Sunday, 24 April 2011

An Atheist on Easter Sunday

This is just a personal essay, written one Easter Sunday.

For me, atheism means not a disbelief in any god in particular.

Atheism instead means a disbelief in all gods, just as many disbelieve in fairies or goblins.

This is not to say that I would still disbelieve in gods in the event of good evidence to the contrary; but that is not really different from saying I would also believe in fairies and goblins, should there be good evidence for such magical folk.

In this way, my atheism differs from what I understand to be “agnosticism”.

It is not that I do not know whether gods exist or not.

For me, it is not an open question.

I positively disbelieve in gods, and I have never encountered any good evidence that they exist.

I believe that every god I could ever hear about in human history, and there have probably been thousands, to not exist; that each and every god is nothing more than a human construct; and that just because someone believes in a god does not mean that god exists.

In one curious way, my atheism is not dissimilar to someone else’s monotheism.

I disbelieve in all the gods I could have ever encounter; the monotheist believes the same, but with one exception.

One could be glib and say that plus-or-minus-one is nothing more than a rounding error.

However, there is the more important point that the typical Christian or Muslim invariably disbelieves in gods as readily as a typical atheist, and often does so with less thoughtfulness.

So if I am an atheist, what sort of atheist am I?

I do not think of myself as a militant atheist, but I suppose few actually do. It is the sort of phrase which one applies to other people, and not yourself. I certainly would not want to impose my atheism on someone else, and nor would I go out of my way to argue or debate with a non-atheist. I have known people derive great comfort from their religious views, and I do not wish to be the sort of person who wants to take such comfort away.

However, I derive great comfort from my atheism.

This does not stop various monotheists, usually Christians of one kind or another, wanting to convert me. There are even people who pray for me, which is both nice and rather pointless.

I am at ease with a godless universe and with a detailed understanding of natural and human history which has no need whatsoever for divine planning or intervention. The earnest people who wish to take this away from me may mean well, but they are offering only constraints where my curiosity and sensibilities otherwise would range freely.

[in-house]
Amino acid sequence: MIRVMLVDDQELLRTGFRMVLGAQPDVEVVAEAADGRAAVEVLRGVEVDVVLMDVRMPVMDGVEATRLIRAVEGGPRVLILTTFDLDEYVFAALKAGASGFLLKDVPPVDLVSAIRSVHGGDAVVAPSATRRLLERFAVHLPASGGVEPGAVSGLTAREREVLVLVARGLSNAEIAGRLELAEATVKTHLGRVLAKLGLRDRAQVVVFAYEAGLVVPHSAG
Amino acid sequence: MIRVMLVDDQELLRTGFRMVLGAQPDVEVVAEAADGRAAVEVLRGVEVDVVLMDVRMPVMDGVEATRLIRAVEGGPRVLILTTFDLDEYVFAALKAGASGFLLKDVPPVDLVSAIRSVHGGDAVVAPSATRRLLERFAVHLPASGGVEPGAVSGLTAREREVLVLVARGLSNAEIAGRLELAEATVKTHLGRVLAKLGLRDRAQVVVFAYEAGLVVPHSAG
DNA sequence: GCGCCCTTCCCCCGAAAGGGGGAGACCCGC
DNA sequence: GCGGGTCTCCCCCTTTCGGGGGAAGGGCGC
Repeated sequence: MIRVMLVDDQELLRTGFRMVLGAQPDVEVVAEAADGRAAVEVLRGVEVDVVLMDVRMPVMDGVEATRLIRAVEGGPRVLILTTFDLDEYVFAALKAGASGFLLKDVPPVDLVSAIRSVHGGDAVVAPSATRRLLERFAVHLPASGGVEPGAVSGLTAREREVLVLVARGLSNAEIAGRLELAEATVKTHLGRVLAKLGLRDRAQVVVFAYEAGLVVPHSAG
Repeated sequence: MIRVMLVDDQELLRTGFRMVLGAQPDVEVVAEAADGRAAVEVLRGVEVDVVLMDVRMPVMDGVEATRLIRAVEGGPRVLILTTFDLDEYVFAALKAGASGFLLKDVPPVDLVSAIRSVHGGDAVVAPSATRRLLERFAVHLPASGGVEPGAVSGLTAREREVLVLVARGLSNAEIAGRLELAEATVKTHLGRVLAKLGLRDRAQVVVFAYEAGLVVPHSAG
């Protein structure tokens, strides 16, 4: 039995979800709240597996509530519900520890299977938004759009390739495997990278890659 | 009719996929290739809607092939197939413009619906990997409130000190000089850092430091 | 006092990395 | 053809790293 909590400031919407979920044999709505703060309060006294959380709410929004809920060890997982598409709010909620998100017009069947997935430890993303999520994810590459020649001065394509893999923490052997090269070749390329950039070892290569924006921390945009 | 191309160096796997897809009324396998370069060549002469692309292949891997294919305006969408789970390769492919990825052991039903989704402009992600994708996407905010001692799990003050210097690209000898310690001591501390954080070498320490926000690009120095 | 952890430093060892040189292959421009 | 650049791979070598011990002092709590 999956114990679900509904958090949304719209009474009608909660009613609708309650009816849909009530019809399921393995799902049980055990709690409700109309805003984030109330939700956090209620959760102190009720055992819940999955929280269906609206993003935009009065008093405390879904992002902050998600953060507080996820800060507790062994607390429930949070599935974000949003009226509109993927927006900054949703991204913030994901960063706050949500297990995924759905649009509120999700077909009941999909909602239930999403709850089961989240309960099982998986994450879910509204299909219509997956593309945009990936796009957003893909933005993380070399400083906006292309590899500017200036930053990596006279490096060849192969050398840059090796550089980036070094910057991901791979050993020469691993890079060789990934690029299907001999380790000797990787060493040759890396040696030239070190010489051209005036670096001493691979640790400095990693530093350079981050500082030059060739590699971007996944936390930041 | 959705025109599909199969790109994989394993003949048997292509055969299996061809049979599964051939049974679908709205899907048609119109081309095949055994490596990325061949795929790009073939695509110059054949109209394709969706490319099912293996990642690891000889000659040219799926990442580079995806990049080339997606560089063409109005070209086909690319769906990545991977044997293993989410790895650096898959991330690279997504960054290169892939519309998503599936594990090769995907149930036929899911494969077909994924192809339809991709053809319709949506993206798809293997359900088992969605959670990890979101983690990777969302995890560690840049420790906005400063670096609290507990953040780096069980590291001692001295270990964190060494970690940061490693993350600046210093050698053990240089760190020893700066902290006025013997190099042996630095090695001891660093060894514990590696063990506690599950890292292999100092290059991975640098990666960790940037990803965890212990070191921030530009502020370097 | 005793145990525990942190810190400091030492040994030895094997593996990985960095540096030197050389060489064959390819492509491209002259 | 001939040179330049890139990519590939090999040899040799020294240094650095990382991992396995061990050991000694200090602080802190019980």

To start believing that any part of the universe or any course of human conduct can be explained only by divine agency would constitute a narrowing of my horizon; it would seem artificial and contrived, and I suspect I could not keep it up, or indeed keep a straight face.

My atheism dates back more-or-less to university days, twenty years ago. I do confess to a brief flirtation with Christianity when I was about nineteen, but it lasted only a week or two.

There are two bases to my atheism. The first addresses the claims of “natural religion”; the second is my response to the contentions of “revealed religion”.

In terms of natural religion, I can never get the hang of thinking about the universe with gods in it. Nothing seems to require a godly explanation. For example, evolution by means of natural selection is capable of explaining natural history. Though it is a complex theory, and one which can seem counter-intuitive, development by random mutations and the survival of the fittest is at least capable of being true, given a sufficiently long time-scale.

Arguments from creation and from design, on the other hand, seem to just trigger more questions. It seems to me that there was no need to posit a creator or a designer if there was any merit in evolutionary biology.

Similarly, and as far as I can tell, the existence of the universe, including the solar system and this planet, also does not need reference to any gods.

Such godlessness, of course, does not make the universe and life on earth any less wonderful and beautiful.

Indeed, freed from the requirement that everything has to be explained by reference to what some god allegedly did, one can have the sheer thrill of intellectually trying to work out answers where there are none prescribed.

A universe explained by a god seems rather drab in comparison.

However, my secular view of the universe would count for nothing if “revealed religion” was true.

My understanding is that revealed religion means that there has been some intervention in earthly affairs which demonstrates as a fact the existence of a particular god and endorses the truth of a particular religious form.

As someone who studied history at university, and whose day jobs (as lawyer and journalist) now involve the intense assessment of documentary and other evidence, such a prospect is exciting.